[Ed. Note: The following is by DC public schools advocate Peter MacPherson]
What I write here appears to be a success story: right now, the District of Columbia Public Schools has a credentialed librarian in almost every school. The system as a whole has more books that meet national standards in terms of currency than at any time in the past half century. It is using a digital card catalog system more effectively than ever before.
Yet, on the whole, DCPS still has the most mediocre school library program in the Washington region. There are pockets of school library excellence, particularly in wards 3 and 6, and the situation has improved since 2012, when then-chancellor Kaya Henderson came perilously close to eliminating librarians in most DCPS facilities. Sustained and aggressive advocacy led by the Capitol Hill Public School Parents Organization (CHPSPO) in Ward 6 ultimately saved librarians in the system, led to the hiring of many more, and compelled the chancellor to create a task force to make recommendations on how to improve DCPS libraries. Advocacy also provided resources to some school libraries.
But the effort put forward by DCPS to build quality libraries in all schools has been extremely uneven and grossly underfunded. In the past five years, for instance, DCPS has never really embraced its libraries, despite overwhelming support for them. For me, the presence of great libraries in the schools has never been more crucial, extending far beyond their role in inculcating in students a love of reading. Quite simply, the library is where the world resides in a school. It is the repository of virtually every aspect of 5,000 years of recorded human history—and current theories about life in the mists of prehistory. Libraries are where students can find the light switch that can illuminate the pitch black room the world often seems.
This is why the efforts to improve DCPS libraries documented here show that continued public engagement on this issue remains crucial: DCPS is not going to provide quality school libraries on its own. They will have to be demanded of the school system.
The romance and power of school libraries has never been apparent during the school reform era in DC. Libraries need two key elements to succeed: books and librarians. At one time, the majority of DCPS campuses had little or none of either. While a DCPS school with enrollment of 300 students today gets one librarian, a high school of 1,800, like Wilson High, also gets money from DCPS for only one full-time librarian.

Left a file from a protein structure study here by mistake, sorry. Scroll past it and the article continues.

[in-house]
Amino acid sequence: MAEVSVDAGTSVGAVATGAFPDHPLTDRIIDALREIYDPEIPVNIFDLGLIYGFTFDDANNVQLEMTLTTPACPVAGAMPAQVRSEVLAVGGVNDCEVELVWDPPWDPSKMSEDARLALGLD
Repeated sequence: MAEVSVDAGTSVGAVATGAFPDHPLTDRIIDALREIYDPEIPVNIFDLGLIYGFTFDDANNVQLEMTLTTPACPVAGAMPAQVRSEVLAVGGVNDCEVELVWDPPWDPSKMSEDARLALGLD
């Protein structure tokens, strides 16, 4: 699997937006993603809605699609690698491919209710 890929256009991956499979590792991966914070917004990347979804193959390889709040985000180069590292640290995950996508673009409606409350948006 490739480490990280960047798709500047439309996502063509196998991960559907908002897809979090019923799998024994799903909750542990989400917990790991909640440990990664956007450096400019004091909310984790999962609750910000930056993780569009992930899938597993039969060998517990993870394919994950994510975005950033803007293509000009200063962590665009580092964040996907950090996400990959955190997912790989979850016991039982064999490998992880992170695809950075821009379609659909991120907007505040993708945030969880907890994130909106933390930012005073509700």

(To be sure, DCPS is hardly unique in its lack of support for libraries: no DC charter school is compelled to even have a school library—and some as a result do not.)
DCPS’s grudging support for its libraries has always been curious given a very simple maxim: public leaders are never punished by stakeholders for giving them what they want. DCPS’s ambivalence is curious also because school libraries can be an enormous boon to literacy-development efforts. For the entire education reform period, DCPS has struggled to bridge an enormous achievement gap existing between students from families of means and those without means. In the past 50 years there have been more than 60 studies showing that students attending schools with well-stocked libraries staffed by a credentialed librarian do consistently better academically and have higher standardized test scores. The benefit is even more pronounced for poor children, as Dr. Stephen Krashen, an emeritus professor of education at the University of Southern California, discovered in his research on the subject. (References are at the end.)
Despite clear public support and demonstrable benefit, DCPS libraries are making what at best can be called halting progress. A robust future for them is hardly guaranteed. DCPS library facilities collectively have a deficit of 350,000 volumes. That figure is derived by comparing what each school currently has in its collection with professional norms, developed by the American Association of School Librarians, that say each school library should have 20 volumes per student with an average publication date of no more than 10 years back.
But DCPS libraries remain weak where they have always been weak: in elementary schools with poor students and education campuses lacking parent organizations able to raise money. In spite of advocacy efforts over the past five years, the good libraries in DCPS elementary schools remain the achievement of parents who have raised money for books and other materials. The school system has left the status of the have-not libraries largely unchanged.
Materials I obtained through FOIA last summer make these divides especially clear: Raymond Education Campus has 6.7 books per student. Burroughs EC has around 8 books per student. Stanton Elementary in Ward 7 has 1.55 volumes per student, even after undergoing a $36 million renovation. The injury to students at education campuses with poor libraries is especially profound. These schools go from pre-K through 8th grade. A student who spends his entire primary and middle school years at an education campus will enter high school without ever having the widely known academic and developmental benefits of a quality library.